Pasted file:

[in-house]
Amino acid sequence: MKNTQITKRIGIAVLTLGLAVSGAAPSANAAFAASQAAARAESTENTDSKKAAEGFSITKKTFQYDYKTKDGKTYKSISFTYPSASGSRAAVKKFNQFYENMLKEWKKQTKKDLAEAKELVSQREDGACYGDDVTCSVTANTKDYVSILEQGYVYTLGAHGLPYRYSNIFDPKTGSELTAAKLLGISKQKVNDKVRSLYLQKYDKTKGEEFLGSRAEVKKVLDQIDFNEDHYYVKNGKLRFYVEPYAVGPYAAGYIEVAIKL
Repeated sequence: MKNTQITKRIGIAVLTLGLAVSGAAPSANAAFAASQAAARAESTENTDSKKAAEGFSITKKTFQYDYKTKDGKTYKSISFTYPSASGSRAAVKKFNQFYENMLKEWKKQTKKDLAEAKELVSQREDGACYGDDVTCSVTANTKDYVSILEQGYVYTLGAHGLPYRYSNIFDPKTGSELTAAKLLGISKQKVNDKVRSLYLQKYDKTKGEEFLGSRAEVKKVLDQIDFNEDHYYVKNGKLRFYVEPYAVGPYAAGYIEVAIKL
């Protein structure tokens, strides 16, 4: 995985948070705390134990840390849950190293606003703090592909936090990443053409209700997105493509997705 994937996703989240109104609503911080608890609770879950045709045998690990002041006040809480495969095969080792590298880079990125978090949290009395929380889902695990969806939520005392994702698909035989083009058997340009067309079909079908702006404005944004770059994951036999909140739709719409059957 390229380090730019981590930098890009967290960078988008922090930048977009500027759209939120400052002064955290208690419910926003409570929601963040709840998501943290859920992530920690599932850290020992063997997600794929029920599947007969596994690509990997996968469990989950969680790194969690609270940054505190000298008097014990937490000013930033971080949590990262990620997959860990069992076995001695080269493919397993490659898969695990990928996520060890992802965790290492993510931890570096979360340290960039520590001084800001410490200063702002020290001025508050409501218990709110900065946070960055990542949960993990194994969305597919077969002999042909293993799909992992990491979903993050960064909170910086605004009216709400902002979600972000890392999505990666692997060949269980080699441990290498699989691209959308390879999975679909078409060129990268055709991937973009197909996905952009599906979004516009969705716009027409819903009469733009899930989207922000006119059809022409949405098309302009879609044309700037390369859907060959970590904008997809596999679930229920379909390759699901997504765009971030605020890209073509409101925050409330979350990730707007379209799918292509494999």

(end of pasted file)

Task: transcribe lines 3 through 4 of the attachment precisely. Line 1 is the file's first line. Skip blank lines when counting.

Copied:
Repeated sequence: MKNTQITKRIGIAVLTLGLAVSGAAPSANAAFAASQAAARAESTENTDSKKAAEGFSITKKTFQYDYKTKDGKTYKSISFTYPSASGSRAAVKKFNQFYENMLKEWKKQTKKDLAEAKELVSQREDGACYGDDVTCSVTANTKDYVSILEQGYVYTLGAHGLPYRYSNIFDPKTGSELTAAKLLGISKQKVNDKVRSLYLQKYDKTKGEEFLGSRAEVKKVLDQIDFNEDHYYVKNGKLRFYVEPYAVGPYAAGYIEVAIKL
């Protein structure tokens, strides 16, 4: 995985948070705390134990840390849950190293606003703090592909936090990443053409209700997105493509997705 994937996703989240109104609503911080608890609770879950045709045998690990002041006040809480495969095969080792590298880079990125978090949290009395929380889902695990969806939520005392994702698909035989083009058997340009067309079909079908702006404005944004770059994951036999909140739709719409059957 390229380090730019981590930098890009967290960078988008922090930048977009500027759209939120400052002064955290208690419910926003409570929601963040709840998501943290859920992530920690599932850290020992063997997600794929029920599947007969596994690509990997996968469990989950969680790194969690609270940054505190000298008097014990937490000013930033971080949590990262990620997959860990069992076995001695080269493919397993490659898969695990990928996520060890992802965790290492993510931890570096979360340290960039520590001084800001410490200063702002020290001025508050409501218990709110900065946070960055990542949960993990194994969305597919077969002999042909293993799909992992990491979903993050960064909170910086605004009216709400902002979600972000890392999505990666692997060949269980080699441990290498699989691209959308390879999975679909078409060129990268055709991937973009197909996905952009599906979004516009969705716009027409819903009469733009899930989207922000006119059809022409949405098309302009879609044309700037390369859907060959970590904008997809596999679930229920379909390759699901997504765009971030605020890209073509409101925050409330979350990730707007379209799918292509494999």